Barbara E. Little 
David B. Summer, Esq. et al.  No. 136588
February 22, 2017
MEMORANDUM AND ORDER ON DEFENDANTS' MOTION TO
DISMISS UNDER G.L.c. 231, § 59H AND MASS.R.CIV.P.
B. Krupp, Justice of the Superior Court.
Robert J. Beland (" Robert") challenged the will of
his deceased mother, Joan Beland (" Joan"), in the
Essex Probate Court. He was represented by defendant David B.
Summer (" Summer"). After a trial, the Probate
Court upheld the will. This action followed, with plaintiff,
as personal representative of Joan's estate, suing both
defendants for abuse of process and Summer for violating
Mass.R.Civ.P. 11, in connection with their pursuit of the
will contest. Both defendants now move to dismiss under the
Massachusetts anti-SLAPP statute, G.L.c. 231, § 59H,
arguing that the plaintiff's claims arise out of
protected petitioning activity. For the reasons that follow,
defendants' motion is ALLOWED .
Massachusetts anti-SLAPP statute, G.L.c. 231, § 59H, is
directed at " 'meritless suits' that use
litigation to 'intimidate opponents' exercise of
rights of petitioning and speech." Vittands v.
Sudduth, 49 Mass.App.Ct. 401, 413, 730 N.E.2d 325
(2000), quoting Duracraft Corp. v. Holmes Prods.
Corp., 427 Mass. 156, 161-64, 691 N.E.2d 935 (1998). It
" was designed to immunize parties from claims based on
their petitioning activities by allowing a party to file a
special motion to dismiss." Vittands, 49
Mass.App.Ct. at 413. The anti-SLAPP statute defines
petitioning activity to include " any written or oral
statement made before or submitted to a . . . judicial
body." G.L.c. 231, § 59H.
party seeking dismissal pursuant to the anti-SLAPP statute
must " demonstrate, through pleadings and affidavits,
that the claims against it are 'based on the petitioning
activities alone and have no substantial basis other than or
in addition to the petitioning activities.'"
Cadle Co. v. Schlichtmann, 448 Mass. 242, 249, 859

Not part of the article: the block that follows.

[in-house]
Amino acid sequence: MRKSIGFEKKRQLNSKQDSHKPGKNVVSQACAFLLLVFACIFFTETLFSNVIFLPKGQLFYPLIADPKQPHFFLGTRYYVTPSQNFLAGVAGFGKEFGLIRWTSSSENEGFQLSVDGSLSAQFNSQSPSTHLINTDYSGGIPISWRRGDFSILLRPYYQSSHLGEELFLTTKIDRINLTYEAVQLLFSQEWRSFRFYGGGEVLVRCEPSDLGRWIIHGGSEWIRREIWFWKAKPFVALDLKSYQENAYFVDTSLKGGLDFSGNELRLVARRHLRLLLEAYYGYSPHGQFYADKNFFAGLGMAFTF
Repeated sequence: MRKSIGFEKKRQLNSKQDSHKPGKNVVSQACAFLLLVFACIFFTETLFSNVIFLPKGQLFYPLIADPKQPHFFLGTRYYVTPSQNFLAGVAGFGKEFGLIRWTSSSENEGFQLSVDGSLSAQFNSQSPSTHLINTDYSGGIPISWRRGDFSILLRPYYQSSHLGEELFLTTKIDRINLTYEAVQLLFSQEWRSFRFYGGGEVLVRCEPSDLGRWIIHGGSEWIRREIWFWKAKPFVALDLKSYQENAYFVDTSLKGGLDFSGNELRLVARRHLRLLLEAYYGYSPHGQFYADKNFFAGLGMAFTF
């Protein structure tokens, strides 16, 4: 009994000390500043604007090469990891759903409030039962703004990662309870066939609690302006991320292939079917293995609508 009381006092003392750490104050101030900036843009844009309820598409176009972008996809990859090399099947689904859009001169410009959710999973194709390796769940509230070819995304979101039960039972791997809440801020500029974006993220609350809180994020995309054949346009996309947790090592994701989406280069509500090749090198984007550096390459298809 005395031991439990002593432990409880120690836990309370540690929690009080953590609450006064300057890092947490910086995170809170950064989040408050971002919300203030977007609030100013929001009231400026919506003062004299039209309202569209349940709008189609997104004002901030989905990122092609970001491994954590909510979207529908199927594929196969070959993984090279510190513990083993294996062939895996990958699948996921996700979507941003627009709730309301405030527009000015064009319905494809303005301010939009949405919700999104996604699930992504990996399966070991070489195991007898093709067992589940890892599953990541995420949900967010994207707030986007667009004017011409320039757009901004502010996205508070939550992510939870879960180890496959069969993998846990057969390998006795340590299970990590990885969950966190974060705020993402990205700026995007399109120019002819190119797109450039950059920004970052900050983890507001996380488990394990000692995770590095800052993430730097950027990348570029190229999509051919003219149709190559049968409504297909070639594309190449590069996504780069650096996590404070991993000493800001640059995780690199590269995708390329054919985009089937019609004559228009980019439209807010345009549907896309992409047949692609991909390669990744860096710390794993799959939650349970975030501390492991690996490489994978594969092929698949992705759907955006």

N.E.2d 858 (2007), quoting Duracraft, 427 Mass. at
167-68. " The focus solely is on the conduct complained
of, and if the only conduct complained of is
petitioning activity, than there can be no other
'substantial basis' for the claim." Office
One, Inc. v. Lopez, 437 Mass. 113, 122, 769 N.E.2d 749
(2002) (emphasis in original). Here, the only basis for
plaintiff's current action is Robert's conduct (and
that of his then-counsel) in pursuing his challenge in the
Probate Court. Plaintiff concedes that her claims here are
based on defendants' petitioning activities alone.
established the first element of an anti-SLAPP challenge,
" [t]o withstand the special motion to dismiss, "
the plaintiff opposing the motion " must show, by a
preponderance of the evidence, that the [defendants']
petitioning activity was devoid of any reasonable factual or
legal support and that it caused the nonmoving party actual
injury." Cardno ChemRisk, LLC v. Foytlin, 476
Mass. 479, 484, 68 N.E.3d 1180 (2017). This " burden is
difficult to meet." Keegan v. Pellerin, 76
Mass.App.Ct. 186, 190, 920 N.E.2d 888 (2010). Unless the
plaintiff carries this burden, the special motion to dismiss
must be allowed.
has provided numerous affidavits including her own and one
from Malcolm McKay, Esq., in addition to medical records, all
of which plaintiff asserts support the conclusion that the
challenge to Joan's capacity to amend her will lacked any
reasonable factual support. Malcolm McKay's affidavit
states Joan was not " mentally compromised in her
decision-making" and that Joan was in his opinion "
competent." Plaintiff also states in her affidavit that
she " never observed [Joan] to be confused or
forgetful" and " never pressured Joan to make
defendants have provided several affidavits including
Robert's affidavit in which he states Joan "
experienced frequent bouts of confusion and forgetfulness,
" had " almost no short term memory" and
asserts plaintiff " maliciously fabricated" lies
about him ransacking Joan's house in order to "
alienate" him from Joan. The affidavits of Joan Hardy,
Heather D. Roy and Kathleen Hayes corroborate these
assertions. Joan Hardy, who was Joan's health care proxy
for nearly 30 years, states in her affidavit that after
Joan's cardiac arrest episode " Joan suffered mental
deficits including frequent forgetfulness and confusion"
and that it was her belief that plaintiff " had
manipulated Joan to change her will." Heather D. Roy and
Kathleen Hayes similarly assert " Joan was confused and
disoriented" and plaintiff " fabricated the
story" of Robert ransacking Joan's house in order to
" alienate" Joan from Robert.
the plaintiff's affidavits and medical records, the
question before me " is not which of the parties'
pleadings and affidavits are entitled to be credited or
accorded greater weight, but whether the nonmoving party has
met its burden by showing that the underlying petitioning
activity by the moving party was devoid of any reasonable
factual support or arguable basis in law." Benoit v.
Frederickson, 454 Mass. 148, 154 n.7, 908 N.E.2d 714
(2009). Here, defendants' affidavits have " provided
reasonable factual support (i.e., evidence that, if believed,
would support a finding in the defendants' favor)."
Special Motion to Dismiss Pursuant to G.L.c. 231, § 59H
(Docket #13) is ALLOWED .